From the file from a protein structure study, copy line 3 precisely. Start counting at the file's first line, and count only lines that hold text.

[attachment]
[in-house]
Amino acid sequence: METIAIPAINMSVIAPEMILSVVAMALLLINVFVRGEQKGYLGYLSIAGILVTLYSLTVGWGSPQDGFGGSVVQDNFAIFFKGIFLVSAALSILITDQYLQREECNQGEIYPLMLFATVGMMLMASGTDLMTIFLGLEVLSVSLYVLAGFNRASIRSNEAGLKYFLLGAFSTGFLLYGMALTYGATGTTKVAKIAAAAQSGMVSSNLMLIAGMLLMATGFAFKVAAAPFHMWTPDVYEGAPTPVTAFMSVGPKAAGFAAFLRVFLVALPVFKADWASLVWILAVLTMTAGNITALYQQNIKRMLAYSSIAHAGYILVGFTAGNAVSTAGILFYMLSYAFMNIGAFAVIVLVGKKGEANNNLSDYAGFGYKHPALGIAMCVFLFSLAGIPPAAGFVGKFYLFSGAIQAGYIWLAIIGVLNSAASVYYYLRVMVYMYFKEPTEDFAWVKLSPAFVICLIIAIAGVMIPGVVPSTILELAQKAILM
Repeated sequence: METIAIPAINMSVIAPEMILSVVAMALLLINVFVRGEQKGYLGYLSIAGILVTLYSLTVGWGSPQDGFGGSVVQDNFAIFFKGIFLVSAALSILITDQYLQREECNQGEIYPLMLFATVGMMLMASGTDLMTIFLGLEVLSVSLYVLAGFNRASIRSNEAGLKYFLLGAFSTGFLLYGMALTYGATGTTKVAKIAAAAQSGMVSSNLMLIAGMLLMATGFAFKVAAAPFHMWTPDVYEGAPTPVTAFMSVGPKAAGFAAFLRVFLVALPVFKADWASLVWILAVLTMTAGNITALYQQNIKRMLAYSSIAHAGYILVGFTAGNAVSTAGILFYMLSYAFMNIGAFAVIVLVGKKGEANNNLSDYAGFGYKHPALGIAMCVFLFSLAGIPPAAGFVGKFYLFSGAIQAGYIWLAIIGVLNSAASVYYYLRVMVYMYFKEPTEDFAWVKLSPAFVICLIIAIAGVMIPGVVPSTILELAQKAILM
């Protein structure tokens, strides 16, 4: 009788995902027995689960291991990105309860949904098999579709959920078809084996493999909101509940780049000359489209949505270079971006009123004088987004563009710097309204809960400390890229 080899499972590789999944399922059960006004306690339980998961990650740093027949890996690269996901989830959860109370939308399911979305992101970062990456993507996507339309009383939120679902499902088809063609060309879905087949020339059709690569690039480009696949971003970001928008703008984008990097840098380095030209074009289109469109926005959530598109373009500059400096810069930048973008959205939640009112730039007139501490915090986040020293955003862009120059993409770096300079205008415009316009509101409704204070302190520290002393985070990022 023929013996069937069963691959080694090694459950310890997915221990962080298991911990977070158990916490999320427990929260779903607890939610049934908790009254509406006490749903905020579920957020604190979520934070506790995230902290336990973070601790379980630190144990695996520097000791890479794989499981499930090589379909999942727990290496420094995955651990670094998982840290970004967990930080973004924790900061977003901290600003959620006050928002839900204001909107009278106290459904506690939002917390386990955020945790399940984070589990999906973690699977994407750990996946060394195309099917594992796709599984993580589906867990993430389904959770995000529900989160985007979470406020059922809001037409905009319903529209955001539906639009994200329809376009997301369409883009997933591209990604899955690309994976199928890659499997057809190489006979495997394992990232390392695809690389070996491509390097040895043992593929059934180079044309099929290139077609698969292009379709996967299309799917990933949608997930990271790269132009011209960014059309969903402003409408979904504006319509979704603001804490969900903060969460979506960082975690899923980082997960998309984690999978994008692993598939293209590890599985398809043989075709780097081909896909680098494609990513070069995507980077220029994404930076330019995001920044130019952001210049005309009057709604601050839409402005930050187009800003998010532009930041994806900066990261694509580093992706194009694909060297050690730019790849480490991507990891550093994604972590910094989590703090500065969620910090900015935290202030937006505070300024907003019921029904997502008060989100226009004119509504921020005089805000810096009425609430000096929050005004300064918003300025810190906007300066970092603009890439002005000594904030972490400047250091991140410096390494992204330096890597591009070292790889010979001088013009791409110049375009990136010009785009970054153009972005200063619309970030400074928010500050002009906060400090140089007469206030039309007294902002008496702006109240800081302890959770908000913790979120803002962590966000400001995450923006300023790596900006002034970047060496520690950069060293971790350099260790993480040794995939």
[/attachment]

Repeated sequence: METIAIPAINMSVIAPEMILSVVAMALLLINVFVRGEQKGYLGYLSIAGILVTLYSLTVGWGSPQDGFGGSVVQDNFAIFFKGIFLVSAALSILITDQYLQREECNQGEIYPLMLFATVGMMLMASGTDLMTIFLGLEVLSVSLYVLAGFNRASIRSNEAGLKYFLLGAFSTGFLLYGMALTYGATGTTKVAKIAAAAQSGMVSSNLMLIAGMLLMATGFAFKVAAAPFHMWTPDVYEGAPTPVTAFMSVGPKAAGFAAFLRVFLVALPVFKADWASLVWILAVLTMTAGNITALYQQNIKRMLAYSSIAHAGYILVGFTAGNAVSTAGILFYMLSYAFMNIGAFAVIVLVGKKGEANNNLSDYAGFGYKHPALGIAMCVFLFSLAGIPPAAGFVGKFYLFSGAIQAGYIWLAIIGVLNSAASVYYYLRVMVYMYFKEPTEDFAWVKLSPAFVICLIIAIAGVMIPGVVPSTILELAQKAILM